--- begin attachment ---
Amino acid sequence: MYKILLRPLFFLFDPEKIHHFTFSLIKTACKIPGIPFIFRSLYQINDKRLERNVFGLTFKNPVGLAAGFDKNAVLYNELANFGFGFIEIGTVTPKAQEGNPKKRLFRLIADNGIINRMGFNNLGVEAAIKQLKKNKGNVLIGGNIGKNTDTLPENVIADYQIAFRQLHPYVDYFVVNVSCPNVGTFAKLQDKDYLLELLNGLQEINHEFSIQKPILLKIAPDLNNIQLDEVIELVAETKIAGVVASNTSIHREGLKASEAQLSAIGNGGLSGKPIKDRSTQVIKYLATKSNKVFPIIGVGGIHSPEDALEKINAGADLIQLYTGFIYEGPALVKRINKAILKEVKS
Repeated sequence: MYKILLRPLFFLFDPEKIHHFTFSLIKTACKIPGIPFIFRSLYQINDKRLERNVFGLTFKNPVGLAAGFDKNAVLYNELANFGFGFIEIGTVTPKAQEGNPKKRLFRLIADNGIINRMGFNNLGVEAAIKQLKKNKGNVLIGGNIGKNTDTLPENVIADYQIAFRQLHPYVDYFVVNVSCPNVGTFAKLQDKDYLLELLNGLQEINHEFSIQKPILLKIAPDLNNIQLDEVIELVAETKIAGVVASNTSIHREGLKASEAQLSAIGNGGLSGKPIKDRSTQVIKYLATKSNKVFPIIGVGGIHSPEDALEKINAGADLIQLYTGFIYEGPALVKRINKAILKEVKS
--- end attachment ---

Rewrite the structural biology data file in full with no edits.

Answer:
Amino acid sequence: MYKILLRPLFFLFDPEKIHHFTFSLIKTACKIPGIPFIFRSLYQINDKRLERNVFGLTFKNPVGLAAGFDKNAVLYNELANFGFGFIEIGTVTPKAQEGNPKKRLFRLIADNGIINRMGFNNLGVEAAIKQLKKNKGNVLIGGNIGKNTDTLPENVIADYQIAFRQLHPYVDYFVVNVSCPNVGTFAKLQDKDYLLELLNGLQEINHEFSIQKPILLKIAPDLNNIQLDEVIELVAETKIAGVVASNTSIHREGLKASEAQLSAIGNGGLSGKPIKDRSTQVIKYLATKSNKVFPIIGVGGIHSPEDALEKINAGADLIQLYTGFIYEGPALVKRINKAILKEVKS
Repeated sequence: MYKILLRPLFFLFDPEKIHHFTFSLIKTACKIPGIPFIFRSLYQINDKRLERNVFGLTFKNPVGLAAGFDKNAVLYNELANFGFGFIEIGTVTPKAQEGNPKKRLFRLIADNGIINRMGFNNLGVEAAIKQLKKNKGNVLIGGNIGKNTDTLPENVIADYQIAFRQLHPYVDYFVVNVSCPNVGTFAKLQDKDYLLELLNGLQEINHEFSIQKPILLKIAPDLNNIQLDEVIELVAETKIAGVVASNTSIHREGLKASEAQLSAIGNGGLSGKPIKDRSTQVIKYLATKSNKVFPIIGVGGIHSPEDALEKINAGADLIQLYTGFIYEGPALVKRINKAILKEVKS